written by PAMELA A. KEENE | photo by KELLE MAC PHOTOGRAPHY
For Tasia Katapodis, the flashback was overpowering. Seeing the Salvation Army’s warehouse filled with toys for the Christmas Angel Tree stirred memories of her own childhood, when she and her sister relied on the kindness of strangers for their holiday gifts.
“I was an Angel Tree kid, so I know what it means for families to have support, love and compassion when times are difficult,” said Katapodis, regional president of United Community Bank (UCB). “Now I can reciprocate in such a small but significant way to give a voice to those who do not have one.”
Growing up in Memphis, Tenn., Katapodis started working with her father’s poultry business when she was in the third grade. “I’d get on the phone to collect bills, making my voice sound older than I was,” she said. “[At 12], when my father went out of town on business, he put me in charge of running the plant.”
Since graduating from Vanderbilt University as a L.S. Wood Scholar, she has overseen the integration of eight bank mergers and acquisitions as well as managed a $4-million banking operation in six metropolitan Atlanta counties, while simultaneously establishing a new bank in the Atlanta market.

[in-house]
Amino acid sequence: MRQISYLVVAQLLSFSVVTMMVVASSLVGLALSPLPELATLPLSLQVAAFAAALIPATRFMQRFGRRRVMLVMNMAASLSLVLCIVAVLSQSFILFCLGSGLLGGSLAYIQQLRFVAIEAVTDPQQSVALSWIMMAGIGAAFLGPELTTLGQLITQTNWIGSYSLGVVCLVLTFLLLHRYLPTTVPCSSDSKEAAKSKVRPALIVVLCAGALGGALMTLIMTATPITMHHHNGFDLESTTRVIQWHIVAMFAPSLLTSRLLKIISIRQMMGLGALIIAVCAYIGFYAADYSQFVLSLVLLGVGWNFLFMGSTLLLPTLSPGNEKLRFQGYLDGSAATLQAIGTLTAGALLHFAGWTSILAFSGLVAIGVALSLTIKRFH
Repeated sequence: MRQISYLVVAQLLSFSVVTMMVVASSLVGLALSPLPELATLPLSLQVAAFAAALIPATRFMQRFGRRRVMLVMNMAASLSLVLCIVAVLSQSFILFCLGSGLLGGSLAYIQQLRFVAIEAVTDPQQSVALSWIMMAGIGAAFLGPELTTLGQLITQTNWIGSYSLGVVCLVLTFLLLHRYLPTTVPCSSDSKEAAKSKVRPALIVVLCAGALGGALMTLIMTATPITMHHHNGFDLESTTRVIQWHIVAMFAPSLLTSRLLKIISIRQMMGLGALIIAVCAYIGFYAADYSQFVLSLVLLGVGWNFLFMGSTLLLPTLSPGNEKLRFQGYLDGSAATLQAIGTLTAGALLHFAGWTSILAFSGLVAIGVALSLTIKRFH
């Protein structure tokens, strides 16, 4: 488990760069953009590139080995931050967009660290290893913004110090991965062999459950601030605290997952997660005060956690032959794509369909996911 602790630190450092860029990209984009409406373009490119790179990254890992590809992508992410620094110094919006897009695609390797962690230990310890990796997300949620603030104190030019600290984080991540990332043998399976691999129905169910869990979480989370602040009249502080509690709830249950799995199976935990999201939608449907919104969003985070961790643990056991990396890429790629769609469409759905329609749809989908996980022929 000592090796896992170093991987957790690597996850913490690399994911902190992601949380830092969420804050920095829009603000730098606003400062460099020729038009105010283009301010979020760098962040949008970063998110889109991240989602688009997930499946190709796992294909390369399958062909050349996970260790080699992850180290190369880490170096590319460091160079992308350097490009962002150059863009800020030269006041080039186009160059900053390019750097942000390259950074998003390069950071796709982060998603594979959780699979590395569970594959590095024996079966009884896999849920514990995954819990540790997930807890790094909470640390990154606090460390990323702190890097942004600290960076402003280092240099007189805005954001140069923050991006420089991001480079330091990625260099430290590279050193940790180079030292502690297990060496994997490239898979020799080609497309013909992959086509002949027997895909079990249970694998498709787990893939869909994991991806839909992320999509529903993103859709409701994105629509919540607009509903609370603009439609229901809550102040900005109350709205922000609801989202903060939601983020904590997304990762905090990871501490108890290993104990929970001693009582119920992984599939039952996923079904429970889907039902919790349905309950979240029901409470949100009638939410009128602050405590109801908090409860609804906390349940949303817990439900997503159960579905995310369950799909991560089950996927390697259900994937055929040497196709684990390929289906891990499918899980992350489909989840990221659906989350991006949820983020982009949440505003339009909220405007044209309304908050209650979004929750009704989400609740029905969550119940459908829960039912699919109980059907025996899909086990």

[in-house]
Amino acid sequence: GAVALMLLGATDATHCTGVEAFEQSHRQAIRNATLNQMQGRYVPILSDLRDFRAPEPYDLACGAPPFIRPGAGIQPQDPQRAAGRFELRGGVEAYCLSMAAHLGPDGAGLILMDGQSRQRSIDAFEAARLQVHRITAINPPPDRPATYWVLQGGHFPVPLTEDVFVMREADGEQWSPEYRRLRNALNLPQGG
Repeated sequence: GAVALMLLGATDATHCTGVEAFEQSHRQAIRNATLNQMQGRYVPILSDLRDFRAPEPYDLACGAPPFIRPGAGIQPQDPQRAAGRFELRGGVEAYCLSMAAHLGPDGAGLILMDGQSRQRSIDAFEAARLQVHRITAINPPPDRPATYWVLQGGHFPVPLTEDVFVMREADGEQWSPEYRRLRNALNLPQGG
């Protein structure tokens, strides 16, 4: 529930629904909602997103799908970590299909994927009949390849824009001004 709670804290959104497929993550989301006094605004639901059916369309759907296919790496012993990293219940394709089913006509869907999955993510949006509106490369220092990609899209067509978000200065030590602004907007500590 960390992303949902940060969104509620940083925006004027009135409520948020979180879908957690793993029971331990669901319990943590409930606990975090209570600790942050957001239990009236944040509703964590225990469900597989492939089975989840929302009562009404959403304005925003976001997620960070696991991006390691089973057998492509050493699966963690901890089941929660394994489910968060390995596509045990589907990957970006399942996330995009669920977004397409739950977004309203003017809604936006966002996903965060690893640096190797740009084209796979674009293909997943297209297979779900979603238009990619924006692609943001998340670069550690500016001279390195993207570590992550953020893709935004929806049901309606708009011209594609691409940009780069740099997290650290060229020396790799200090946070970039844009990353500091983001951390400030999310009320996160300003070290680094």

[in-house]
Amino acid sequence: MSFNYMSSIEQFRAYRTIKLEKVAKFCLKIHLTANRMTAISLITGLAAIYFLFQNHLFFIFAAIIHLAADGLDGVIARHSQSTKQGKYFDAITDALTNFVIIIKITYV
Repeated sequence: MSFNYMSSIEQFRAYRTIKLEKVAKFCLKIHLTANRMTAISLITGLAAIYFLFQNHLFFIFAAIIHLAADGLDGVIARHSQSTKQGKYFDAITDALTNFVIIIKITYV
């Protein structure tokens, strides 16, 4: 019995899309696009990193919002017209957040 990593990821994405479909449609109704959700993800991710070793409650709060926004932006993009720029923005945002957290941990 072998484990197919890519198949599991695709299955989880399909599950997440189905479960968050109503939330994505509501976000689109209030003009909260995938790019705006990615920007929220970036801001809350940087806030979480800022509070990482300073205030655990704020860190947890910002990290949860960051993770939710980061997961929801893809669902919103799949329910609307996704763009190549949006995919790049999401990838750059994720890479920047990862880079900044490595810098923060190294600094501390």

She gives generously of her time and leadership talent. Katapodis has been chair of the board of the Metro Atlanta Salvation Army since 2012, managing 50 board members and an annual budget of more than $20 million. She also serves on the Gwinnett Medical Center’s Women’s Advisory Council and the Board of Counselors at The Carter Presidential Library — and the list of volunteer work continues.
“So many opportunities exist to remind us of the work that still needs to be done,” she said. “We are focused on making positive changes in Atlanta that merit our attention. We cannot afford to overlook problems that exist in the markets where UCB operates.”
Today, she continues to live by example, often bringing her own children to serve at soup kitchens, to help select Angel Tree gifts or ring the bell for the Salvation Army’s holiday kettles. “I want my children to understand that it’s a privilege to serve others and give of yourself to help a community grow and prosper,” she said.
“It’s about making the next generation of citizens sensitive to the needs of their community, and each and every one of us doing our part.”
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